What if: Battle of Atlantic and the Type XXI
With more hope than sense, Germany had more than 1,900 Type XXI and Type XXIII submarines under construction or on order on the last day of the European war.
The whole point about the XXI was that it was invisible to radar. The 10 cm radar sets available in 1943 had a very hard time picking up the large ball valve snorkel head of the XXI. The smaller T-valve heads which were in development could not be seen by 1943 radar and were very hard to find with 1945 radar. The XXI was virtually invisible on the march.
The 300 U-boat scenario could not have won the war. It was simply not feasible at the time when it could have won the Battle of the Atlantic (before 1941) and it was inadequate to win once it was feasible (1941).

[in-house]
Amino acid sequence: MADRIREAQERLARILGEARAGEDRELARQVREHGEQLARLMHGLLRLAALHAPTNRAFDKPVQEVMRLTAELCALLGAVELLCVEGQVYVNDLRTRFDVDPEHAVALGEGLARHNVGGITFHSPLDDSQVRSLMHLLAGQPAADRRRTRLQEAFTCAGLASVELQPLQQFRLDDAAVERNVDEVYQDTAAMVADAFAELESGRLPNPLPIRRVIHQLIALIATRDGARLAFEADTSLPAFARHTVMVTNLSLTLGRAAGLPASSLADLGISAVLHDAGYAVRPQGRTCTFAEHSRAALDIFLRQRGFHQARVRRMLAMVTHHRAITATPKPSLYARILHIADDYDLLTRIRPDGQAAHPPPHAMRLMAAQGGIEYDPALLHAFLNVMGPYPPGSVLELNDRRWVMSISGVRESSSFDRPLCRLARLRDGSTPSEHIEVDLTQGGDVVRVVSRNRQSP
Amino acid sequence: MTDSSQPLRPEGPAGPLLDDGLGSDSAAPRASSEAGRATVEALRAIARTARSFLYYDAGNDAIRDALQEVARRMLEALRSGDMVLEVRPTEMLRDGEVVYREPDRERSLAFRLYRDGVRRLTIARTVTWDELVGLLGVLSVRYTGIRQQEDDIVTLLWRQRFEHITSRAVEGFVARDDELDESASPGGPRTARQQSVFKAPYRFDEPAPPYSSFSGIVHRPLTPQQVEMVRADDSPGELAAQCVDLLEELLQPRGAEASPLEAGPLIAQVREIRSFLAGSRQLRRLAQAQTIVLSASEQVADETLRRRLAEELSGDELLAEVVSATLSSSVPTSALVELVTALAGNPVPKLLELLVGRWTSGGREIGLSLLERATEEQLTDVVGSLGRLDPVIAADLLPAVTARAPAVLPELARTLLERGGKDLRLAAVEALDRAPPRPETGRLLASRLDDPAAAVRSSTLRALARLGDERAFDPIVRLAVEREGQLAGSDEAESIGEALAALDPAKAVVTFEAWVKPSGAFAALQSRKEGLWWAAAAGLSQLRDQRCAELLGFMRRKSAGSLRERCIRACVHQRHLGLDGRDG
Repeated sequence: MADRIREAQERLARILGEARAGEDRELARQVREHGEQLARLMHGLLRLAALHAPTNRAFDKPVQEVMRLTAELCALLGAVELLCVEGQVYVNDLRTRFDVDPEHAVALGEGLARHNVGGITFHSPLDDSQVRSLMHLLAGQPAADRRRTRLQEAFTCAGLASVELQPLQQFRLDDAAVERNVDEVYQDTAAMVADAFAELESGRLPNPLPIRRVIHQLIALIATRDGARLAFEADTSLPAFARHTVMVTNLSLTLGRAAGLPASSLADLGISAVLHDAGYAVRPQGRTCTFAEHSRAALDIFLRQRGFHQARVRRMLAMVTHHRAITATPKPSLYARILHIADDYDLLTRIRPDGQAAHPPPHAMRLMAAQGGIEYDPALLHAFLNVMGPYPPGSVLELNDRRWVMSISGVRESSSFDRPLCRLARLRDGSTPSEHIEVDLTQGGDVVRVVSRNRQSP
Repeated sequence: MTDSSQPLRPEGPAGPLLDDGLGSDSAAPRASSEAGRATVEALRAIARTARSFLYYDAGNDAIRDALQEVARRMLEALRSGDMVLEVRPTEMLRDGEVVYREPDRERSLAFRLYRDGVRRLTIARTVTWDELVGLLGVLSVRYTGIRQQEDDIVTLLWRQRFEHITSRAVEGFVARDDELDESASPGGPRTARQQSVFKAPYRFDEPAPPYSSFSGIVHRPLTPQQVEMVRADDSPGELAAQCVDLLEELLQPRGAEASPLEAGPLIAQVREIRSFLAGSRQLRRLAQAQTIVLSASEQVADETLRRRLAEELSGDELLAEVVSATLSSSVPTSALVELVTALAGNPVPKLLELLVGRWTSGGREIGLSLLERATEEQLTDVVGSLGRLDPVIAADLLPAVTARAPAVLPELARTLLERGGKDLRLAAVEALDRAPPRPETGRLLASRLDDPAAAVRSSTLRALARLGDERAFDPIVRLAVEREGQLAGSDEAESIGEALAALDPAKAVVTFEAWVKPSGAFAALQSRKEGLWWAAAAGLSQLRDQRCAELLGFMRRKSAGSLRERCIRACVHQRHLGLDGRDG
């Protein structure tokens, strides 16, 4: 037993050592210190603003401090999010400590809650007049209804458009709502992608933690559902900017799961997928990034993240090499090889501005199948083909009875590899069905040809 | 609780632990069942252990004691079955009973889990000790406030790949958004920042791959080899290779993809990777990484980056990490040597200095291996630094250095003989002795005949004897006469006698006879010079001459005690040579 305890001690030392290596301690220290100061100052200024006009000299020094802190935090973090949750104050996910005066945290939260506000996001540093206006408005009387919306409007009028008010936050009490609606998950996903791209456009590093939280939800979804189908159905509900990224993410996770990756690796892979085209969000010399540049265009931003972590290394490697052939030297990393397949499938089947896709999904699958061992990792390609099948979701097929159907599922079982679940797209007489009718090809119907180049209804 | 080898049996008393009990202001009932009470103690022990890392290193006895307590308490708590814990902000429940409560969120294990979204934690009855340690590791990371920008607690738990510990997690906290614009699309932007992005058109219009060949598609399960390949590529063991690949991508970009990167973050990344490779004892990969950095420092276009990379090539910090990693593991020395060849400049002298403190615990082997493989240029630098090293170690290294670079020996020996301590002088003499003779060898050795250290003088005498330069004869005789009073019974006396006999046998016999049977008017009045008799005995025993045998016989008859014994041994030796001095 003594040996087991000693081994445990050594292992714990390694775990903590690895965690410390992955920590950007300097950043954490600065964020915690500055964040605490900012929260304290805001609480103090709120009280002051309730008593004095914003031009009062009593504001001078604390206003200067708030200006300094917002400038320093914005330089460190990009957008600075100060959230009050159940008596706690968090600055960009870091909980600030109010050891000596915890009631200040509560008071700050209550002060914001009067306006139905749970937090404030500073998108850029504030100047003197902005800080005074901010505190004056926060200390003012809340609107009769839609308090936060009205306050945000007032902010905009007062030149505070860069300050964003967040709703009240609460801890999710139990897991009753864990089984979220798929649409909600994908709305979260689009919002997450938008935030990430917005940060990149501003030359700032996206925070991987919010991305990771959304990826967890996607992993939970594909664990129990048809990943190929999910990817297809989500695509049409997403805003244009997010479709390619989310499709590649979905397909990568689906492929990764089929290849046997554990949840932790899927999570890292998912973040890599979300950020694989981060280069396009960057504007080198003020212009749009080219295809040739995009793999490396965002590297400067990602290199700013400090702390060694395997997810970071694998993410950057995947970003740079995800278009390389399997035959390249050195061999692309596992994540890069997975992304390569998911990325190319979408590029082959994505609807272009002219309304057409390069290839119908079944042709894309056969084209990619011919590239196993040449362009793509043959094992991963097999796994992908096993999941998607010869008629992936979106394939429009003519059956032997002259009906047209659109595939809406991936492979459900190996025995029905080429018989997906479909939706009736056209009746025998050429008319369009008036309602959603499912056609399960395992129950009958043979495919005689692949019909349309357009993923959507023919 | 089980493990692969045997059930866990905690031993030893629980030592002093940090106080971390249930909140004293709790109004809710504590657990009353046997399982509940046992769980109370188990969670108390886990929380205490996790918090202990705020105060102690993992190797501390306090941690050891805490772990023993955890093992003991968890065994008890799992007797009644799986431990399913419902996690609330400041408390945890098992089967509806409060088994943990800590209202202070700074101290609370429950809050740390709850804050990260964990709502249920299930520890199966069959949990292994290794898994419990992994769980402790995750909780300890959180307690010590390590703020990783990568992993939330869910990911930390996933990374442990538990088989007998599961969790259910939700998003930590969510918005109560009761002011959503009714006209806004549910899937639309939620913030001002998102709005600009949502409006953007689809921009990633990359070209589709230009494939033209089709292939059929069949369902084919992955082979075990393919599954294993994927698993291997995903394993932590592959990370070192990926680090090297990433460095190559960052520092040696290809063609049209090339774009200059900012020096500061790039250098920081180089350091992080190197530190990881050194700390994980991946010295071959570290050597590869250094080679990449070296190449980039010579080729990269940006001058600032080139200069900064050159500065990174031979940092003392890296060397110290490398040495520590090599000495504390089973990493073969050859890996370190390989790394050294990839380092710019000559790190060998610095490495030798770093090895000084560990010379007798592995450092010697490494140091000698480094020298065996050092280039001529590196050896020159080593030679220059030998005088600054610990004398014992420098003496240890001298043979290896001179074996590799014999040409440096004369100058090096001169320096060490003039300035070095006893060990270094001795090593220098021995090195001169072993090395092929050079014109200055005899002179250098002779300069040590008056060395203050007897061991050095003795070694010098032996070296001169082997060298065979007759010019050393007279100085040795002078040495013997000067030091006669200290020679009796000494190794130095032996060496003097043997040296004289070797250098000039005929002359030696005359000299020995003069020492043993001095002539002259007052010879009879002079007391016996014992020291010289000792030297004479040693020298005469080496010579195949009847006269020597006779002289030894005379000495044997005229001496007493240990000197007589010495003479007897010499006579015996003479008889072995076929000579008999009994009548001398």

If you look at the constraints put on U-boat production in the 1930s, there is no way to get to 300 U-boats in 1939 or 1940. Under the treaty of Versailles, Germany was not allowed any submarines, so the Germans did some U-boat design work for other countries during the 1920s and early 1930s to keep up with the state of the art. Hitler was afraid of various treaty obligations, so he waited until 1935 to build his first small U-boats which were almost assembled from kits. The first Type II was launched is June 1935 and 13 more followed until the end of the year. Production peaked in 1936 with 10 Type II, 2 Type I and 9 Type VIIA. A single Type VIIA was launched in 1937.